• Distance
    Dr. Wagenius has found more plants flowering in a previously burned area—patches of flowering plants are denser and more potential mates are available nearby.
  • Timing
    Findings suggest that spring burns may help synchronize the timing of flowering during the following summer.
  • Compatibility
    When more plants are flowering, we find more genetic diversity among potential mates, and the likelihood of finding compatible mates nearby increases.

Herbarium Collections in Research

PHOTO: Herbarium specimen

A Multifaceted Resource

A herbarium (say the “h”) is a place where preserved plants are collected and classified. The Chicago Botanic Garden’s Nancy Poole Rich Herbarium is home to 12,000 specimens of plants—from our own Cook County backyard and the Upper Midwest—all the way from Russia, Korea, and China. This biological library enables scientists from around the world to identify plants in our region and to determine where rare species may be located. Over the years, scientists have realized how important these collections are in documenting and understanding our region’s natural history.

The Herbarium also is an important resource to train staff and volunteers to be able to identify native and invasive plants and to teach students about plant taxonomy and morphology. The Herbarium is not open to the public, but an interactive exhibit displays sample specimens and reveals how the Herbarium helps us understand the Midwest’s natural history, present, and potential future.

PHOTO: Herbarium specimen

Herbarium Plants and Climate Change

Studying specimens in the Herbarium is helping scientists determine how climate change is affecting midwestern plants. By analyzing plants collected at the same developmental stage (e.g., when they begin to flower) throughout different periods in our history, scientists can determine if plants are flowering earlier in the season than they were long ago. And, if plants bloom in response to rising temperatures, their earlier flowering potentially could be linked to climate change. Citizen scientists are expanding our data. Chicago Botanic Garden's Budburst participants help track and document regional growing cycles as they relate to climate.

Understanding Plant Relationships

In addition to determining the impact of climate change on plant growth patterns, study of Herbarium samples can demonstrate how species are related to one another. Consider sunflowers as an example. Sunflowers are used as a food and oil crop. If we want to improve that crop in some way, we can assess the qualities of different sunflower species (e.g., one may have better oil content or produce larger or more nutritious seeds).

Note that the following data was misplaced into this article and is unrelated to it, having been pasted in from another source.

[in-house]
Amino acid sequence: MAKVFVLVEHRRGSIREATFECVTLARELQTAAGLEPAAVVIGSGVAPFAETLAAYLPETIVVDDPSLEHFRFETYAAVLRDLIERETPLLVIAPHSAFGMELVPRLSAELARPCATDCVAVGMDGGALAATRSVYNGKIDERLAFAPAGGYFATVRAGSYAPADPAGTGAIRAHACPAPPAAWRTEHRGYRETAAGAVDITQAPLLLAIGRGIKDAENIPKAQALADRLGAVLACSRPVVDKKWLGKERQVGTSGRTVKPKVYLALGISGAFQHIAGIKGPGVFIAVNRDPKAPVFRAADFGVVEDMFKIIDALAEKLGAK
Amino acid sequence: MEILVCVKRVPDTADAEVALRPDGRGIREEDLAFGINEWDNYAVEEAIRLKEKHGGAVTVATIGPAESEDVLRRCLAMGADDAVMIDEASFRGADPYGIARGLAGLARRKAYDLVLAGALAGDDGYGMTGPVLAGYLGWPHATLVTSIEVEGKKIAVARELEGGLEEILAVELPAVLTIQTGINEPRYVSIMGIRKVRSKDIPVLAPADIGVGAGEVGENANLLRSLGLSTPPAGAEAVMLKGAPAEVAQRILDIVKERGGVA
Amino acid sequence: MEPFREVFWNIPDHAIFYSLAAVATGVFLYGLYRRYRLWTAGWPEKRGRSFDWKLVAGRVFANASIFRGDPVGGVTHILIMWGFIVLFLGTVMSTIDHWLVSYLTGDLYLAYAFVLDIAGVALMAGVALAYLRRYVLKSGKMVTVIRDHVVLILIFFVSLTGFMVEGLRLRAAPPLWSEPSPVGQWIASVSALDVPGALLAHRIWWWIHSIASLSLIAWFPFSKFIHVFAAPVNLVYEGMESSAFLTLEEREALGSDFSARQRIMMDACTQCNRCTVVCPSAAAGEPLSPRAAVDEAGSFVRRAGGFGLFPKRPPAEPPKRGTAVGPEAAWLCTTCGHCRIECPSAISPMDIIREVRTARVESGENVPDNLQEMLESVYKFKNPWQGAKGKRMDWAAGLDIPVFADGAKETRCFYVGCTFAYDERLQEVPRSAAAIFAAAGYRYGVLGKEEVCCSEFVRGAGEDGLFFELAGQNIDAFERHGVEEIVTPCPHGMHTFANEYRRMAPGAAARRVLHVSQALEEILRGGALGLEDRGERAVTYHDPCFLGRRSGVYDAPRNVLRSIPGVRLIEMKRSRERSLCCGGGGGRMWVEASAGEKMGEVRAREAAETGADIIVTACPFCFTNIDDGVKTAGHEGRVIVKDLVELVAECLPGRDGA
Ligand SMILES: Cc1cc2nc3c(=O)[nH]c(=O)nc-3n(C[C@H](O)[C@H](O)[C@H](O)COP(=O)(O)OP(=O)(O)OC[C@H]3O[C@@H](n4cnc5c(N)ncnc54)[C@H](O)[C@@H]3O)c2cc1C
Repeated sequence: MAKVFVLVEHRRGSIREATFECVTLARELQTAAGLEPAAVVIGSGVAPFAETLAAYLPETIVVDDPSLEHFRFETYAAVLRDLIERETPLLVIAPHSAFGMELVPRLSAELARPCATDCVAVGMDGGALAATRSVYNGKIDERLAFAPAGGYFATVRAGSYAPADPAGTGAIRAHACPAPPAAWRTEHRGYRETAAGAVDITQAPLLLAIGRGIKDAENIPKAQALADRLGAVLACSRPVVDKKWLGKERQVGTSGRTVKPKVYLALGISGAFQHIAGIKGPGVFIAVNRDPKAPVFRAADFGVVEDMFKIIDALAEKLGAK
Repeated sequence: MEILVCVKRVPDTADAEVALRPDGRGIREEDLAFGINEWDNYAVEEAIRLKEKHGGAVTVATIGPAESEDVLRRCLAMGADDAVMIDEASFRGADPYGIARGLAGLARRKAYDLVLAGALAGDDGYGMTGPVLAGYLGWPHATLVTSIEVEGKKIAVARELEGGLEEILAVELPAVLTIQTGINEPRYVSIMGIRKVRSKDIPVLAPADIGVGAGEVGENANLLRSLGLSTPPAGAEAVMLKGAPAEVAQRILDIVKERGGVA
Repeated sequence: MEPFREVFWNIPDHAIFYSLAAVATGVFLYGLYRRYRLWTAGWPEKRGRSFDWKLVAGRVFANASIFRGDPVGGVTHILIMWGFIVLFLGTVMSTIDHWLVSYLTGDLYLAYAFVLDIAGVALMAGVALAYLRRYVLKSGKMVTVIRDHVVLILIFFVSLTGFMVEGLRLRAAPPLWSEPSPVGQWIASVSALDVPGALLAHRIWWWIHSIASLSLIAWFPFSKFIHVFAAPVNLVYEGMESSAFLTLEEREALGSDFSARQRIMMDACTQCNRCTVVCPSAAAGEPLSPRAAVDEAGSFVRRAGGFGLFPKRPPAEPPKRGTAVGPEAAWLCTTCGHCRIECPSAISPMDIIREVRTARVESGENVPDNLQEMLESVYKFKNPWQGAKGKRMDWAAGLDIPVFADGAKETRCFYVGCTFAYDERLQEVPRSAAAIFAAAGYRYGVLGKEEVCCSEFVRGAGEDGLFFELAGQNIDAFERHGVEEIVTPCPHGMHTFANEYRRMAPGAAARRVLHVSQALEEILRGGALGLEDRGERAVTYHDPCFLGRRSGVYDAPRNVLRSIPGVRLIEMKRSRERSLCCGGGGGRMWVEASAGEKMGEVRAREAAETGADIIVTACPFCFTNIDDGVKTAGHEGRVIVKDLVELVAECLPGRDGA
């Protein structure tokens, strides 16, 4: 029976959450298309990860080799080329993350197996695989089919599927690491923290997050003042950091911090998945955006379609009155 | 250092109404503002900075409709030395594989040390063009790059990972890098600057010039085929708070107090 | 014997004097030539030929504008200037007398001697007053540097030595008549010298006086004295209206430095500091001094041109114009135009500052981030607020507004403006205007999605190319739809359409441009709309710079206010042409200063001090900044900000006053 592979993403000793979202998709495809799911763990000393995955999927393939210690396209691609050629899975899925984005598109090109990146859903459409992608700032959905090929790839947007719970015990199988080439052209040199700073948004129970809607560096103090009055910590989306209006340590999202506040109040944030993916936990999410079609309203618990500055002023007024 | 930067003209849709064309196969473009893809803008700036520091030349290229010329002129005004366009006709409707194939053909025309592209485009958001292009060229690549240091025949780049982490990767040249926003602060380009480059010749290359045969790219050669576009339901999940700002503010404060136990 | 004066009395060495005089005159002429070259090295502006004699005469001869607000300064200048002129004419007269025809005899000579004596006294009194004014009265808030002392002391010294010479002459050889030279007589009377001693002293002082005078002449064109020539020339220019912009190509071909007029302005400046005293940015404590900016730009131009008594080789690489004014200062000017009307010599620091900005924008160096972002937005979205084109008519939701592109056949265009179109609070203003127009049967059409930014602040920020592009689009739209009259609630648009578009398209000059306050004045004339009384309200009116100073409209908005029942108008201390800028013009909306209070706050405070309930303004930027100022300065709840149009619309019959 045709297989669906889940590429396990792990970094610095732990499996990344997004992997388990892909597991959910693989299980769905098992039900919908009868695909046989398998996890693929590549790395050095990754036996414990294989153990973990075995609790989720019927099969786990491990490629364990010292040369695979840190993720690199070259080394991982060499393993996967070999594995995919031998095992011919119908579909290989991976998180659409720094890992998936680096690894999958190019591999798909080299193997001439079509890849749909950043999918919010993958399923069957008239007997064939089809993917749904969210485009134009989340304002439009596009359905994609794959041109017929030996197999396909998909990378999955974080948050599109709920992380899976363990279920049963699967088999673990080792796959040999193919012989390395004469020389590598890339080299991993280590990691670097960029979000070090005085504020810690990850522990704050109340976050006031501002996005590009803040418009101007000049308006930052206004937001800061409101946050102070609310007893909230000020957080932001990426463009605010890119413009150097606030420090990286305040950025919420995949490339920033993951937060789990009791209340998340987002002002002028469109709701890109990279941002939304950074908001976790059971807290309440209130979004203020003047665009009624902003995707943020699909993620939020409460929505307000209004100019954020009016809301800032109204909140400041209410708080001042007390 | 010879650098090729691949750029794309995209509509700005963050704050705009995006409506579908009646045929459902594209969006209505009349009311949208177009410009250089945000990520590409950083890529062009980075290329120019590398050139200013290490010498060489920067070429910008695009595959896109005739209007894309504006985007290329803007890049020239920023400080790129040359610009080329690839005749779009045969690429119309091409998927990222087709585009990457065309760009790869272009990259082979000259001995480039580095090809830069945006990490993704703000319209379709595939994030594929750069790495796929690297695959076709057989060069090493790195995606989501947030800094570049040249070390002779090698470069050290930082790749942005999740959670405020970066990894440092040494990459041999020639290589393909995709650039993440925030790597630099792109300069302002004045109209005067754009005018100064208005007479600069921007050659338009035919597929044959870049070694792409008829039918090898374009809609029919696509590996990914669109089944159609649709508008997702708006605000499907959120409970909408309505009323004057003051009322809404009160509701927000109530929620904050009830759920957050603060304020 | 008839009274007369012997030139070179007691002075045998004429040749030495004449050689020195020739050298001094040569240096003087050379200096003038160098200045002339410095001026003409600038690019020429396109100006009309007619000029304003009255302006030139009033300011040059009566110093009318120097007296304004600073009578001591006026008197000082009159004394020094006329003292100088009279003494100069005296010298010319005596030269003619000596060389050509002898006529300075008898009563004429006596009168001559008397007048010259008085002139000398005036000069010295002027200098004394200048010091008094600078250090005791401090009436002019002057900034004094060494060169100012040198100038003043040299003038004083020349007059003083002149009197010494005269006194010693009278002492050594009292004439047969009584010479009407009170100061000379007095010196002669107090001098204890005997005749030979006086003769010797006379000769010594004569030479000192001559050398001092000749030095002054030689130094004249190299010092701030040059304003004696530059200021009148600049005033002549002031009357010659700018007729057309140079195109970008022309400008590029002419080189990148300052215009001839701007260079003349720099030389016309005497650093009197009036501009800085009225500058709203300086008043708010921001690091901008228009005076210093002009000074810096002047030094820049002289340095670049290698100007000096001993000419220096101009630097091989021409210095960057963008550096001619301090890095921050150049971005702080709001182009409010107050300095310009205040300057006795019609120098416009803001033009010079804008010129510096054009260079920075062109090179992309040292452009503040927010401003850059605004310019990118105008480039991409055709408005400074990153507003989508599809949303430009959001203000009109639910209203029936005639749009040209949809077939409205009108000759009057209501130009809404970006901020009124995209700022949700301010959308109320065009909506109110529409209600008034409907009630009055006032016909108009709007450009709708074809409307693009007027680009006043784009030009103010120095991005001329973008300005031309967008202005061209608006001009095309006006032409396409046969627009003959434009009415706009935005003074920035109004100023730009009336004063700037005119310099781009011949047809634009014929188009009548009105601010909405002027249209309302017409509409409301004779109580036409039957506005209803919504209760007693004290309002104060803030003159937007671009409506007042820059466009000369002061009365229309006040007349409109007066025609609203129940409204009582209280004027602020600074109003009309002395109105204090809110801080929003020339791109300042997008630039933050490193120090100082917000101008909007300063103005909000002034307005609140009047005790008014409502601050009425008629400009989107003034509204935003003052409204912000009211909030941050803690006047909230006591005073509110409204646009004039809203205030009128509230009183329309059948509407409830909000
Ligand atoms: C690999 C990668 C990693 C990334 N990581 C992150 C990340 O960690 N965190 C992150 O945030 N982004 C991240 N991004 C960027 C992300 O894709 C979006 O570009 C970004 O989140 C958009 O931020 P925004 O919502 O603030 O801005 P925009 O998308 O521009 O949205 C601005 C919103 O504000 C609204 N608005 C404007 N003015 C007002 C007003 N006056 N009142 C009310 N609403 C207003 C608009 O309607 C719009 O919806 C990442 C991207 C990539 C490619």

PHOTO: plant specimens

Understanding relationships among the species of sunflowers may lead to a more informed breeding process. Traditionally, scientists have studied plant relationships by analyzing morphology and anatomy, but investigating DNA samples of specimens in the Herbarium is a more expedient and reliable method. Precision is especially important when considering plants for drug exploration. The cancer fighting properties in Taxol were discovered in a native species of yew from the Pacific Northwest. If we understand taxonomic relationships among the species of yew, we could perhaps find other useful chemicals in close relatives of this species, or perhaps find a cultivated species that produces the same compound.

Assessing the Past and Future of Plant Distribution

Studying Herbarium specimens enables us to document the distribution of plants at different times: we learn where plants grew in the past compared to where they are abundant today. For example, we know that invasive plants such as garlic mustard and buckthorn were not nearly as pervasive in our region a hundred or two hundred years ago as they are today.

Virtual Herbarium

In partnership with The Morton Arboretum and The Field Museum, and with funding from the Institute of Museum and Library Services, the Chicago Botanic Garden also makes its herbarium database and images available online via vPlants: The Chicago Regional Virtual Herbarium. The site contains data for 80,000 plant specimens, and can provide real-time reference for scientists in the field. With this resource, scientists can quickly identify a plant species and assess if they have uncovered a new find!

Green Roof Garden

PHOTO: Green Roof

Raising a Rooftop Garden

They conserve water, reduce noise, stem stormwater runoff, minimize urban heat island effect, and provide necessary habitat for native birds and insects. Green roofs are growing in popularity. The 16,000-square-foot Green Roof Garden atop the Daniel F. and Ada L. Rice Plant Conservation Science Center is open to the public — it's one of just a few rooftop gardens you can actually walk through, so plan a visit to learn more.

A Celebration of Form and Function

Designed by Oehme, van Sweden & Associates (the landscape architects who created Evening Island), the Green Roof Garden features ornamentals, large plantings, and dramatic sweeps of green — a celebration of both form and function. The Josephine P. & John J. Louis Foundation Green Roof Garden North features both native and exotic plants, including hardy sedums, Mediterranean herbs like oregano and lavender, grasses, and some small shrubs. The containers vary by season. In spring, the rooftop features tulips and dwarf daffodils, and later in the summer look for tomatoes, cucumbers, pole beans, basil, dill, and summer annuals in containers.

The Ellis Goodman Family Foundation Green Roof Garden South includes only plants native to North America, and portions of this entire roof serve as demonstration and evaluation sites. In fact, one of the important roles of the Green Roof Garden is to expand knowledge about the types of plants well suited for midwestern rooftop gardens. Because expertise is still evolving, only a limited palette of plants is now used by most gardeners. On both sides, visitors can see how graduated depths of planting medium (a mix of expanded clay, shale, perlite, vermiculite,and organic matter) enable Garden experts to experiment with an array of plants, from grasses to perennials and woody plants…even cactuses!